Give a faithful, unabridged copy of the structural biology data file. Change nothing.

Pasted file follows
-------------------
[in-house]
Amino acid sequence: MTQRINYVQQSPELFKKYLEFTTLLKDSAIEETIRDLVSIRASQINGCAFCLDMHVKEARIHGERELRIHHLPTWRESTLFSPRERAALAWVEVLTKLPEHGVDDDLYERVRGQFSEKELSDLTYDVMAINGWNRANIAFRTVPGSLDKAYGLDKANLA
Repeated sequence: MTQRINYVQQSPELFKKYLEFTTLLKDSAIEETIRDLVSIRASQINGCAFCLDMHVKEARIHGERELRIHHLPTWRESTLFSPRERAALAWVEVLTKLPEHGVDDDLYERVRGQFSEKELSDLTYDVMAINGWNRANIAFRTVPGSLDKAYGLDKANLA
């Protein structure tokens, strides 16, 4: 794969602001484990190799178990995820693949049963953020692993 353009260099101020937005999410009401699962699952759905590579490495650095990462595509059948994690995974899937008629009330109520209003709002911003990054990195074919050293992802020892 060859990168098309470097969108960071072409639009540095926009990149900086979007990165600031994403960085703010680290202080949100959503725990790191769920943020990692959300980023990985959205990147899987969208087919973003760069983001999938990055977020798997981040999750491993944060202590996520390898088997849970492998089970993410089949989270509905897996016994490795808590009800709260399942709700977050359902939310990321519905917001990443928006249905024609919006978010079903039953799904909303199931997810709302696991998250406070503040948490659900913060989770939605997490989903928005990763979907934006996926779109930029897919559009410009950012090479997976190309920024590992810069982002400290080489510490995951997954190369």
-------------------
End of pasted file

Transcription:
[in-house]
Amino acid sequence: MTQRINYVQQSPELFKKYLEFTTLLKDSAIEETIRDLVSIRASQINGCAFCLDMHVKEARIHGERELRIHHLPTWRESTLFSPRERAALAWVEVLTKLPEHGVDDDLYERVRGQFSEKELSDLTYDVMAINGWNRANIAFRTVPGSLDKAYGLDKANLA
Repeated sequence: MTQRINYVQQSPELFKKYLEFTTLLKDSAIEETIRDLVSIRASQINGCAFCLDMHVKEARIHGERELRIHHLPTWRESTLFSPRERAALAWVEVLTKLPEHGVDDDLYERVRGQFSEKELSDLTYDVMAINGWNRANIAFRTVPGSLDKAYGLDKANLA
């Protein structure tokens, strides 16, 4: 794969602001484990190799178990995820693949049963953020692993 353009260099101020937005999410009401699962699952759905590579490495650095990462595509059948994690995974899937008629009330109520209003709002911003990054990195074919050293992802020892 060859990168098309470097969108960071072409639009540095926009990149900086979007990165600031994403960085703010680290202080949100959503725990790191769920943020990692959300980023990985959205990147899987969208087919973003760069983001999938990055977020798997981040999750491993944060202590996520390898088997849970492998089970993410089949989270509905897996016994490795808590009800709260399942709700977050359902939310990321519905917001990443928006249905024609919006978010079903039953799904909303199931997810709302696991998250406070503040948490659900913060989770939605997490989903928005990763979907934006996926779109930029897919559009410009950012090479997976190309920024590992810069982002400290080489510490995951997954190369």